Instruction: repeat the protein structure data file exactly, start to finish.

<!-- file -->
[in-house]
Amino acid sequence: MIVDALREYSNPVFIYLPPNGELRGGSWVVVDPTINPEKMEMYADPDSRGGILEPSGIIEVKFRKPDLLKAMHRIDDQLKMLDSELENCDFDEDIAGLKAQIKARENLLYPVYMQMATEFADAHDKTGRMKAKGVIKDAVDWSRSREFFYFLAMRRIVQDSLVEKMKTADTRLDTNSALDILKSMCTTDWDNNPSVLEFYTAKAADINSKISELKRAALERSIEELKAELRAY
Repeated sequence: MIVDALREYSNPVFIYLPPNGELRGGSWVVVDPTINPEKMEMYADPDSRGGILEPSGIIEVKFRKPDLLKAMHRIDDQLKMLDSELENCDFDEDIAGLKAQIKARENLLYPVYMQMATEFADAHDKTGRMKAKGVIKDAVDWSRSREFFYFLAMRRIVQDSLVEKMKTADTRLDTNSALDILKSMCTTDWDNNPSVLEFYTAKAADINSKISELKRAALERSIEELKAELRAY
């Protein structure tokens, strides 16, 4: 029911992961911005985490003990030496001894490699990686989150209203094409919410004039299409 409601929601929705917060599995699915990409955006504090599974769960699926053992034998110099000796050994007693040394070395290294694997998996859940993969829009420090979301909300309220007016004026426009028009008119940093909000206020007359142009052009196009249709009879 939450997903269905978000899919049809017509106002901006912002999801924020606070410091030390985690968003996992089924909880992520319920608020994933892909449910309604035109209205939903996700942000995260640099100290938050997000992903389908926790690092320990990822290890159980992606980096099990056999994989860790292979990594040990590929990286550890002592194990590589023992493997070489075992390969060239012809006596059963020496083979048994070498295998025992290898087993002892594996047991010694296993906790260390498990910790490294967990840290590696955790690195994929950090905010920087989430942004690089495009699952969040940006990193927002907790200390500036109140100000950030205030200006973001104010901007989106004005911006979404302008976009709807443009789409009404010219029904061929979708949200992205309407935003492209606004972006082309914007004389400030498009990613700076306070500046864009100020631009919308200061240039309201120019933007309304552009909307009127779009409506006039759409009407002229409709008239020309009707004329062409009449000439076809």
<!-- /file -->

[in-house]
Amino acid sequence: MIVDALREYSNPVFIYLPPNGELRGGSWVVVDPTINPEKMEMYADPDSRGGILEPSGIIEVKFRKPDLLKAMHRIDDQLKMLDSELENCDFDEDIAGLKAQIKARENLLYPVYMQMATEFADAHDKTGRMKAKGVIKDAVDWSRSREFFYFLAMRRIVQDSLVEKMKTADTRLDTNSALDILKSMCTTDWDNNPSVLEFYTAKAADINSKISELKRAALERSIEELKAELRAY
Repeated sequence: MIVDALREYSNPVFIYLPPNGELRGGSWVVVDPTINPEKMEMYADPDSRGGILEPSGIIEVKFRKPDLLKAMHRIDDQLKMLDSELENCDFDEDIAGLKAQIKARENLLYPVYMQMATEFADAHDKTGRMKAKGVIKDAVDWSRSREFFYFLAMRRIVQDSLVEKMKTADTRLDTNSALDILKSMCTTDWDNNPSVLEFYTAKAADINSKISELKRAALERSIEELKAELRAY
């Protein structure tokens, strides 16, 4: 029911992961911005985490003990030496001894490699990686989150209203094409919410004039299409 409601929601929705917060599995699915990409955006504090599974769960699926053992034998110099000796050994007693040394070395290294694997998996859940993969829009420090979301909300309220007016004026426009028009008119940093909000206020007359142009052009196009249709009879 939450997903269905978000899919049809017509106002901006912002999801924020606070410091030390985690968003996992089924909880992520319920608020994933892909449910309604035109209205939903996700942000995260640099100290938050997000992903389908926790690092320990990822290890159980992606980096099990056999994989860790292979990594040990590929990286550890002592194990590589023992493997070489075992390969060239012809006596059963020496083979048994070498295998025992290898087993002892594996047991010694296993906790260390498990910790490294967990840290590696955790690195994929950090905010920087989430942004690089495009699952969040940006990193927002907790200390500036109140100000950030205030200006973001104010901007989106004005911006979404302008976009709807443009789409009404010219029904061929979708949200992205309407935003492209606004972006082309914007004389400030498009990613700076306070500046864009100020631009919308200061240039309201120019933007309304552009909307009127779009409506006039759409009407002229409709008239020309009707004329062409009449000439076809």